What do you value the most about the business?
A – You get an opportunity to work across quite different clients but all in the industry that we know and love, wealth and asset management. We get to work with large American firms down to small boutiques, we work with people looking at data, people looking at training, people working with great marketing initiatives.
B – We have a purpose which resonates with clients. We talk about trying to support marketing’s role in our industry and ensure it’s a strategic data-driven function. I feel like it really lands well.
T – What I particularly value is that ability to keep on learning. Maybe one of the things that could be feared about joining a consultancy is that you’re always trying to leverage what you used to know from being in-house. But actually, what transpires is that you’re working with lots of different clients with different strategies and different cultures at different stages of their growth. You just keep on learning not only with them but also from the different specialisms and expertise that we have within the business. We’re recruiting into different core skill sets and I love and value the fact that we have such disparate experiences and voices within the business. And they are all sharing their skills for the benefit of the client.
What do you enjoy most about your job(s)?
B – I love running a business – it’s just fascinating. Academically it’s really interesting for me but I really love the accountability of being in charge of stuff and trying to deliver and working with the team to do that.
T – I’ve loved seeing different members of the team really grow into their role. You don’t need to give them much room – and they blossom, and they bring so much energy.
A – For me it’s the freedom to work on whatever needs to be worked on. There’s amazing flexibility, because we’re still the size we are. Hopefully we can carry on like this as we grow. Whereas, if working in a large firm, sometimes your time and your priorities are decided for you.
What has been the biggest learning over the years?
N – There’s running the business, and then there’s the work. Having run the marketing in asset management for our entire careers – and then start to do it as an external consultant – the learning curve was incredibly steep again. The combination of the variety of clients and projects alongside the changes in the investment industry itself means we are constantly evolving in our thinking and growing as we go. The learning curve has been, and continues to be, incredibly steep for people who are as far through their careers as we are, which, actually is really cool. Amazing.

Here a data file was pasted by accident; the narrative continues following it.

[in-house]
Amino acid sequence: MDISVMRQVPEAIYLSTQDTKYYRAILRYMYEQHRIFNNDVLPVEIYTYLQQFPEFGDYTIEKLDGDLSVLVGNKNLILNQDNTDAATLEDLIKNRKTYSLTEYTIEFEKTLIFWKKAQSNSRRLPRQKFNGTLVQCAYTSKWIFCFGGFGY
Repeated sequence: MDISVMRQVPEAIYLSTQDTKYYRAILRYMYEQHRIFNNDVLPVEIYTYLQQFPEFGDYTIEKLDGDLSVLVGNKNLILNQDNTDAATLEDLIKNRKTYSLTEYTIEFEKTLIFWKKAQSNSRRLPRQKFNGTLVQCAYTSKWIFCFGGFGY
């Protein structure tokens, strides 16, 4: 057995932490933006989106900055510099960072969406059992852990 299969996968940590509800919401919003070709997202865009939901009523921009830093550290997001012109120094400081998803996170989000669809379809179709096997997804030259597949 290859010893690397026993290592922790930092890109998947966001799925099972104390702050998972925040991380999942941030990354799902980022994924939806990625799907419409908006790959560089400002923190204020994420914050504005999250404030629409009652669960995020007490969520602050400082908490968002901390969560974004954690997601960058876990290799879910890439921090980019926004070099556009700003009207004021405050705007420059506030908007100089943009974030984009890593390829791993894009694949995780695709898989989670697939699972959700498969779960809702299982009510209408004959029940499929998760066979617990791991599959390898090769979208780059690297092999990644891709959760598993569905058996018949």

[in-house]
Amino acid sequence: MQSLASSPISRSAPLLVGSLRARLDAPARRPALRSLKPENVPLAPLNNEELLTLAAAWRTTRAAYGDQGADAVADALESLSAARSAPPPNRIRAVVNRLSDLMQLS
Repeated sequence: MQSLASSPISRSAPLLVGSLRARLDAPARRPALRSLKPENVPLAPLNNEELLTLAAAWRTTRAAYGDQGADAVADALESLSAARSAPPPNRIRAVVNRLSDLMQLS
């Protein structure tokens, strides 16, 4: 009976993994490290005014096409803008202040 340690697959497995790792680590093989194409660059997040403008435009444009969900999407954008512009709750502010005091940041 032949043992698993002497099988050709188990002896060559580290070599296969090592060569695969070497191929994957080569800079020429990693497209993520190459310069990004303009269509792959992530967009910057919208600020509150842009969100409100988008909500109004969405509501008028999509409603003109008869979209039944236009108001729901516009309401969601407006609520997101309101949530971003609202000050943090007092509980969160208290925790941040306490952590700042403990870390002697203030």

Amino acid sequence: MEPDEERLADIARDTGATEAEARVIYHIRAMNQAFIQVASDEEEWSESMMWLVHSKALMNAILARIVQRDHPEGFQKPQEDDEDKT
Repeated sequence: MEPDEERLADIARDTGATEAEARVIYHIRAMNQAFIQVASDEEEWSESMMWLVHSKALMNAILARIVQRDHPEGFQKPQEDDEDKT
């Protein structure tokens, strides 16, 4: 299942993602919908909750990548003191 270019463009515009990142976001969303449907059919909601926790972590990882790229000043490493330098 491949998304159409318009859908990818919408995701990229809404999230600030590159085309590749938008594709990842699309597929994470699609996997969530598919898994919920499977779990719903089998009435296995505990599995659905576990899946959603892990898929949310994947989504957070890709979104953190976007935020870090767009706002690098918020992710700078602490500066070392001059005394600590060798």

A Mine is really clichéd - it’s all about people. Hire great people and watch them transform the business.
What is the biggest change you’ve seen in the past 5 years?
A – The fact that we now have a three-pronged strategy (as a business) makes a huge difference. We’re having interesting conversations with clients about helping them build authority in their own marketing, the authority of their teams through our training, and building authority around knowledge and data with marketing.
N- The size and scope and talent that exists in the business. We have such a fantastic team. That is transformative in terms of what we can do for a client.
What do you think is the biggest thing to influence investment marketing over the next five years?
A – There are more mergers and acquisitions in the market…to create the scale players. In particular the firms I think we are going to do a lot of work with, are the ones who need help to define their brand and be the kind of investment firms they want to be. And then I think technology plays an increasingly challenging role because if you’re trying to do marketing personalisation and better communications around bigger numbers of people, then tech is the only thing that can do that.
N – From the investors’ point of view: they expect a personal service including tailored communications, because that’s what we get everywhere now. From an internal point of view, that means a massive focus on ROI. You’ve got to be able to demonstrate the value in what you are doing through delivering that personal experience to your client, based on some kind of recognition of what the individual wants. That’s a challenge for this industry, which is obviously quite behind on that.
T – I agree with all of those; I think you have to expect there is going to be significant disruption, whether that is through regulation or better technology or a better way of servicing clients.
I think there are many great consumer brands that could use technology and their ability to understand the customer better, to bring significant disruption to a lot of businesses that are clunking through their legacy systems, trying desperately to make it better.
Twink, when you started up the business, is this what you saw?
T – Candidly…no. The shape of the business now has grown beyond where I started. I guess if we go back five years, outsourcing marketing was not a common concept. What I’m proud of is the way that the business and its propositions have evolved as clients have told us what they need and want. It has helped us shape the proposition to be something that is meaningful and relevant to clients and also made sure that we have stayed differentiated because we continue to evolve.